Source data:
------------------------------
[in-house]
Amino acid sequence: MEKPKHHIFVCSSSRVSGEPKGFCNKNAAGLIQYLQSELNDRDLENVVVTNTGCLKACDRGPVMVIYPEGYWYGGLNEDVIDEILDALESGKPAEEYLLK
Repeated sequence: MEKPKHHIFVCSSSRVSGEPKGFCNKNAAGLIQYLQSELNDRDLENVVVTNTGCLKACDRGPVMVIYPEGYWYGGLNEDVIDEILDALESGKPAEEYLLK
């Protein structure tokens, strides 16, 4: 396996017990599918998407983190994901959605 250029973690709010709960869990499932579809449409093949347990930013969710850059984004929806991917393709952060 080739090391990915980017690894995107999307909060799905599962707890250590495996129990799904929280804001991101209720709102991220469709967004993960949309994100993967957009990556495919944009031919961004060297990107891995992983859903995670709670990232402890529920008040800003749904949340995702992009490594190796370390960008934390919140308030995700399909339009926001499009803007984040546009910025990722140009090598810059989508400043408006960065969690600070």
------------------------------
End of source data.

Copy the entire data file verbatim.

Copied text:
[in-house]
Amino acid sequence: MEKPKHHIFVCSSSRVSGEPKGFCNKNAAGLIQYLQSELNDRDLENVVVTNTGCLKACDRGPVMVIYPEGYWYGGLNEDVIDEILDALESGKPAEEYLLK
Repeated sequence: MEKPKHHIFVCSSSRVSGEPKGFCNKNAAGLIQYLQSELNDRDLENVVVTNTGCLKACDRGPVMVIYPEGYWYGGLNEDVIDEILDALESGKPAEEYLLK
């Protein structure tokens, strides 16, 4: 396996017990599918998407983190994901959605 250029973690709010709960869990499932579809449409093949347990930013969710850059984004929806991917393709952060 080739090391990915980017690894995107999307909060799905599962707890250590495996129990799904929280804001991101209720709102991220469709967004993960949309994100993967957009990556495919944009031919961004060297990107891995992983859903995670709670990232402890529920008040800003749904949340995702992009490594190796370390960008934390919140308030995700399909339009926001499009803007984040546009910025990722140009090598810059989508400043408006960065969690600070």